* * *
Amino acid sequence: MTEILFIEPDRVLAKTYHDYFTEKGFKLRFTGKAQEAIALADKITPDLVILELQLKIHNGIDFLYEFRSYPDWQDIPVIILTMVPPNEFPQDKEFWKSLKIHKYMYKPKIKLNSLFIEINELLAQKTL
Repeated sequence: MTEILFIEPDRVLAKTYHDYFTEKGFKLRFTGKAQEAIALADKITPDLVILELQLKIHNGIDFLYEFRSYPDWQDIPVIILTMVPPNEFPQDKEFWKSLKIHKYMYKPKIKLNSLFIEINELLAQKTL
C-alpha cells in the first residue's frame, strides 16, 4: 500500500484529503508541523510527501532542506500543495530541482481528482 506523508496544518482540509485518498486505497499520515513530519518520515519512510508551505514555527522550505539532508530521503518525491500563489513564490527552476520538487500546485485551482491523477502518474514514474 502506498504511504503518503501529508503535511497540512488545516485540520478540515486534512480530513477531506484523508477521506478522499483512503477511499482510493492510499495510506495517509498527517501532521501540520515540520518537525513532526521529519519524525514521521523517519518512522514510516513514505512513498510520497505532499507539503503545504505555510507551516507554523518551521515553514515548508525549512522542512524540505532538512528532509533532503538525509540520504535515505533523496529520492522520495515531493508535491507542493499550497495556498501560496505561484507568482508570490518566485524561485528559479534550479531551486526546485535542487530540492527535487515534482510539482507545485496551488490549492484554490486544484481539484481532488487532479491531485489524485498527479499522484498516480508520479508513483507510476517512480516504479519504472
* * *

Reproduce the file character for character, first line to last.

Amino acid sequence: MTEILFIEPDRVLAKTYHDYFTEKGFKLRFTGKAQEAIALADKITPDLVILELQLKIHNGIDFLYEFRSYPDWQDIPVIILTMVPPNEFPQDKEFWKSLKIHKYMYKPKIKLNSLFIEINELLAQKTL
Repeated sequence: MTEILFIEPDRVLAKTYHDYFTEKGFKLRFTGKAQEAIALADKITPDLVILELQLKIHNGIDFLYEFRSYPDWQDIPVIILTMVPPNEFPQDKEFWKSLKIHKYMYKPKIKLNSLFIEINELLAQKTL
C-alpha cells in the first residue's frame, strides 16, 4: 500500500484529503508541523510527501532542506500543495530541482481528482 506523508496544518482540509485518498486505497499520515513530519518520515519512510508551505514555527522550505539532508530521503518525491500563489513564490527552476520538487500546485485551482491523477502518474514514474 502506498504511504503518503501529508503535511497540512488545516485540520478540515486534512480530513477531506484523508477521506478522499483512503477511499482510493492510499495510506495517509498527517501532521501540520515540520518537525513532526521529519519524525514521521523517519518512522514510516513514505512513498510520497505532499507539503503545504505555510507551516507554523518551521515553514515548508525549512522542512524540505532538512528532509533532503538525509540520504535515505533523496529520492522520495515531493508535491507542493499550497495556498501560496505561484507568482508570490518566485524561485528559479534550479531551486526546485535542487530540492527535487515534482510539482507545485496551488490549492484554490486544484481539484481532488487532479491531485489524485498527479499522484498516480508520479508513483507510476517512480516504479519504472